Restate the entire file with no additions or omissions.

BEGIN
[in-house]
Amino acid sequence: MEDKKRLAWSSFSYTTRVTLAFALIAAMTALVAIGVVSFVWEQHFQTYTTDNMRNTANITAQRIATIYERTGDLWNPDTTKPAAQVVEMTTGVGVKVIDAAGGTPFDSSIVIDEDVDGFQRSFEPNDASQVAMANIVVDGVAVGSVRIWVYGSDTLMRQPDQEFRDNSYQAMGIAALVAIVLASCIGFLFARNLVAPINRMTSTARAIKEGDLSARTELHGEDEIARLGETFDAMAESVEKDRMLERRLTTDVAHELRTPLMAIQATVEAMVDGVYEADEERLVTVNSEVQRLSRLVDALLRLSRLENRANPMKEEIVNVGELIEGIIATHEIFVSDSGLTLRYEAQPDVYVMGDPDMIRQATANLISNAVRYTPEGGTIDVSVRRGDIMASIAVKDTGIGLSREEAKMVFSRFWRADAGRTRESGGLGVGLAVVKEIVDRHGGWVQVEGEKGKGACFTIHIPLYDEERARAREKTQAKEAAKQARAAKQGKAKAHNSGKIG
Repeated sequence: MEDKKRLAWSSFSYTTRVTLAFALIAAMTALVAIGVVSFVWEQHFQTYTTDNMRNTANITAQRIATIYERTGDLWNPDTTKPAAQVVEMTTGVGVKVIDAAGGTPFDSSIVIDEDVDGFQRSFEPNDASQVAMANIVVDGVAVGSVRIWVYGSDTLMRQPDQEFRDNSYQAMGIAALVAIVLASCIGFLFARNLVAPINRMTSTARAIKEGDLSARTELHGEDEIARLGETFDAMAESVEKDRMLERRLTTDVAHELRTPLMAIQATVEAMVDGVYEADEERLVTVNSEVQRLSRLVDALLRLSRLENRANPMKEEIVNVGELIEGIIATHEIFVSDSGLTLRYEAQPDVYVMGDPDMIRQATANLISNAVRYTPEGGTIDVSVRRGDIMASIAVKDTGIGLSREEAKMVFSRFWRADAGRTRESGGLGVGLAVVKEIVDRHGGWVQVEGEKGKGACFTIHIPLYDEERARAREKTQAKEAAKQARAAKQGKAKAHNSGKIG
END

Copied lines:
[in-house]
Amino acid sequence: MEDKKRLAWSSFSYTTRVTLAFALIAAMTALVAIGVVSFVWEQHFQTYTTDNMRNTANITAQRIATIYERTGDLWNPDTTKPAAQVVEMTTGVGVKVIDAAGGTPFDSSIVIDEDVDGFQRSFEPNDASQVAMANIVVDGVAVGSVRIWVYGSDTLMRQPDQEFRDNSYQAMGIAALVAIVLASCIGFLFARNLVAPINRMTSTARAIKEGDLSARTELHGEDEIARLGETFDAMAESVEKDRMLERRLTTDVAHELRTPLMAIQATVEAMVDGVYEADEERLVTVNSEVQRLSRLVDALLRLSRLENRANPMKEEIVNVGELIEGIIATHEIFVSDSGLTLRYEAQPDVYVMGDPDMIRQATANLISNAVRYTPEGGTIDVSVRRGDIMASIAVKDTGIGLSREEAKMVFSRFWRADAGRTRESGGLGVGLAVVKEIVDRHGGWVQVEGEKGKGACFTIHIPLYDEERARAREKTQAKEAAKQARAAKQGKAKAHNSGKIG
Repeated sequence: MEDKKRLAWSSFSYTTRVTLAFALIAAMTALVAIGVVSFVWEQHFQTYTTDNMRNTANITAQRIATIYERTGDLWNPDTTKPAAQVVEMTTGVGVKVIDAAGGTPFDSSIVIDEDVDGFQRSFEPNDASQVAMANIVVDGVAVGSVRIWVYGSDTLMRQPDQEFRDNSYQAMGIAALVAIVLASCIGFLFARNLVAPINRMTSTARAIKEGDLSARTELHGEDEIARLGETFDAMAESVEKDRMLERRLTTDVAHELRTPLMAIQATVEAMVDGVYEADEERLVTVNSEVQRLSRLVDALLRLSRLENRANPMKEEIVNVGELIEGIIATHEIFVSDSGLTLRYEAQPDVYVMGDPDMIRQATANLISNAVRYTPEGGTIDVSVRRGDIMASIAVKDTGIGLSREEAKMVFSRFWRADAGRTRESGGLGVGLAVVKEIVDRHGGWVQVEGEKGKGACFTIHIPLYDEERARAREKTQAKEAAKQARAAKQGKAKAHNSGKIG